September 12, 2016
This is the second part of a two-part series. You can find the first part of the series here.
Allow me to give you a few DOs and DON’Ts for your pitch. We’ve learned these over months of consistent practice, failure, and learning.
DON’T Wing It
Every pitch we’d done before Demo Day we had winged from simple bullet points. We always created the pitch and deck within 48 hours of needing it. This might work if you were just reading facts verbatim from your slide, but remember, presenting facts doesn’t get investors writing checks. You need to get the investor feeling fear or greed, and that takes a lot of practice and iteration. You need to appeal to System 1.
DO Hire a Designer to Design Your Pitch Deck
We found it incredibly helpful to hire a designer to help with our deck. I’ve always been one to design my own deck, but the problem I’ve run into is I focus too much on design and not enough on the content of the pitch. By doing something as simple as hiring a designer I created a bunch of time for myself to focus on nailing the content and delivery.
DON’T Fear Feedback
During Techstars, we practiced our pitch on everyone. We pitched our MDs three or four times a week, we pitched other people at dinner, while walking in random improvised settings. Anytime we saw an opportunity to get out of our comfort zone, practice our pitch, and get feedback, we took advantage.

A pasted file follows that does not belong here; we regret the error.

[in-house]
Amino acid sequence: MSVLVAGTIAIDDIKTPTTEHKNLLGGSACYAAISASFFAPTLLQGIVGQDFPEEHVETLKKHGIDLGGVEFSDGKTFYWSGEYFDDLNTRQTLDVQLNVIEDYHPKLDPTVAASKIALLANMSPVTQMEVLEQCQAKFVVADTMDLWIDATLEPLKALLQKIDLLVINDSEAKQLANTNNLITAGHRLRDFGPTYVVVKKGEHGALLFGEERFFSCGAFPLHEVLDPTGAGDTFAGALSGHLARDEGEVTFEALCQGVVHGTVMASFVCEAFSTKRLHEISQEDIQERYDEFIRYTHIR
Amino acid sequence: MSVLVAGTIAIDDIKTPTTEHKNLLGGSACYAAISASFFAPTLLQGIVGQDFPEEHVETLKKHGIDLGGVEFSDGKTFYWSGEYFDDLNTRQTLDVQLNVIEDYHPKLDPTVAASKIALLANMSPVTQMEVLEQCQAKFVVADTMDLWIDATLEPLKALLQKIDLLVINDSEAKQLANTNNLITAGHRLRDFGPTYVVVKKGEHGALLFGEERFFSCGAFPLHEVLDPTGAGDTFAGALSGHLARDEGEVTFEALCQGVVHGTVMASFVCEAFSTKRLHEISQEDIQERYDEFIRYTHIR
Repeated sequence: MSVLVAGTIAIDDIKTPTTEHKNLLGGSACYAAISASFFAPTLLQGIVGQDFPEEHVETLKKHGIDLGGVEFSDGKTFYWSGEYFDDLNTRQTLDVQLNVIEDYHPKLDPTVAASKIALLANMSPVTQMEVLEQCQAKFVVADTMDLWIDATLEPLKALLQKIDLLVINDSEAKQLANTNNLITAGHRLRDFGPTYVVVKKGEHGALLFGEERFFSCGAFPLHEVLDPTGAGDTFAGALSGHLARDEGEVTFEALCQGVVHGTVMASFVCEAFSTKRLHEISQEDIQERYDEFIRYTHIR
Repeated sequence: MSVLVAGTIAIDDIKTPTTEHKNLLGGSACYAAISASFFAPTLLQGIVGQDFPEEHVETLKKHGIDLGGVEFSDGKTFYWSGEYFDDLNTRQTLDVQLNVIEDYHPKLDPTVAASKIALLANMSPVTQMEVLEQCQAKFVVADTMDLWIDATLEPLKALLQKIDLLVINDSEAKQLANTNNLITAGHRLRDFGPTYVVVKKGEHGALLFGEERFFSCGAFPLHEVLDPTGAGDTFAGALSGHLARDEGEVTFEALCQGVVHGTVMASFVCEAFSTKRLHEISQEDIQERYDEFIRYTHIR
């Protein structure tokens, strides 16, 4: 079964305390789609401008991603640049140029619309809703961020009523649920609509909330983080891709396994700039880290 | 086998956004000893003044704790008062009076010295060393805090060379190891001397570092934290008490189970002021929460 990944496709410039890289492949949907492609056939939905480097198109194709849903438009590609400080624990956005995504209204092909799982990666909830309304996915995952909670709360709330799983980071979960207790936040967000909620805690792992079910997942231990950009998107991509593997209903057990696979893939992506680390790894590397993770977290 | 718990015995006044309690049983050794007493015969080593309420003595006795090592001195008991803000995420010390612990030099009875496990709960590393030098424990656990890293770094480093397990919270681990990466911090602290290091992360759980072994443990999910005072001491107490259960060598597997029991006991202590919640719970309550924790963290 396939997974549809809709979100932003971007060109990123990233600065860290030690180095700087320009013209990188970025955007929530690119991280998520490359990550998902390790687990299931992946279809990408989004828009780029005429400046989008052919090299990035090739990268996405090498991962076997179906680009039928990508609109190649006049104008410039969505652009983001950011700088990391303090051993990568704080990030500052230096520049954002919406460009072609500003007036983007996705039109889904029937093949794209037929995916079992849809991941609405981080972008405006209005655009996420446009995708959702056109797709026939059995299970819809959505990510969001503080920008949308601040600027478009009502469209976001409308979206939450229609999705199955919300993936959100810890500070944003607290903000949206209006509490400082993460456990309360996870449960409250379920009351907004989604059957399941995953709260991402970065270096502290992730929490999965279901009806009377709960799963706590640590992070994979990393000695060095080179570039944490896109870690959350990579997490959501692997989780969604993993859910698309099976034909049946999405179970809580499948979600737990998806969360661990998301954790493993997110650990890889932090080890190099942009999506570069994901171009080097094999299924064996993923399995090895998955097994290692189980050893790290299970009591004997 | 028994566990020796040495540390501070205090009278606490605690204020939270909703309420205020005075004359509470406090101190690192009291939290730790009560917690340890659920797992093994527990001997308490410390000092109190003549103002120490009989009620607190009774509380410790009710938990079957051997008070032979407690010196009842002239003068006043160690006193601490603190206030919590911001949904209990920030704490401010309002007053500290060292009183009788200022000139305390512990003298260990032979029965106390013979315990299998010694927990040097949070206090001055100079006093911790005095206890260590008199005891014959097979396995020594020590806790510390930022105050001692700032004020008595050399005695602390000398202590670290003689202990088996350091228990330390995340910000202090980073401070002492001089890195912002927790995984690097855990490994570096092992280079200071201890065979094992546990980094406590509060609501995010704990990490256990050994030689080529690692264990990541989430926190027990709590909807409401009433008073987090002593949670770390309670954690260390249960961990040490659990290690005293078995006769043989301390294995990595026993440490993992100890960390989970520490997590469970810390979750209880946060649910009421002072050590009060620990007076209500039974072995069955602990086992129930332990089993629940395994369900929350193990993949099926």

DO Practice Over and Over
You will need to practice much more than you think. Practice walking, practice in front of people, practice with a mic, practice without a mic, practice in conversational tone, practice in more of a formal tone. We even practiced our pitch while people hurled ping pong balls at our faces so we were ready for anything. It’s a little untraditional, but just try it and you’ll stop thinking we’re insane.
You need to treat your pitch like Michael Phelps treats his Olympic events.
“At the age of 11 my coach told me I could make the Olympic team in four years, so I said ‘Okay, I want to make the Olympic team, so that’s what we’re going to do.’ And I started training for that. I went five straight years without ever missing a workout. Every single day, 365 days a year.”
You see, we only watch the Olympic star winning outrageous amounts of gold on TV, and we think, “Dang, what a natural athlete!” But in reality, he won those gold medals on the days when no one was watching him, or expecting him to show up.
This is a preview of “Getting Pitch Perfect: Lessons from Techstars Part Two”. Visit Techstars to read the full post.
This was originally published on Medium.
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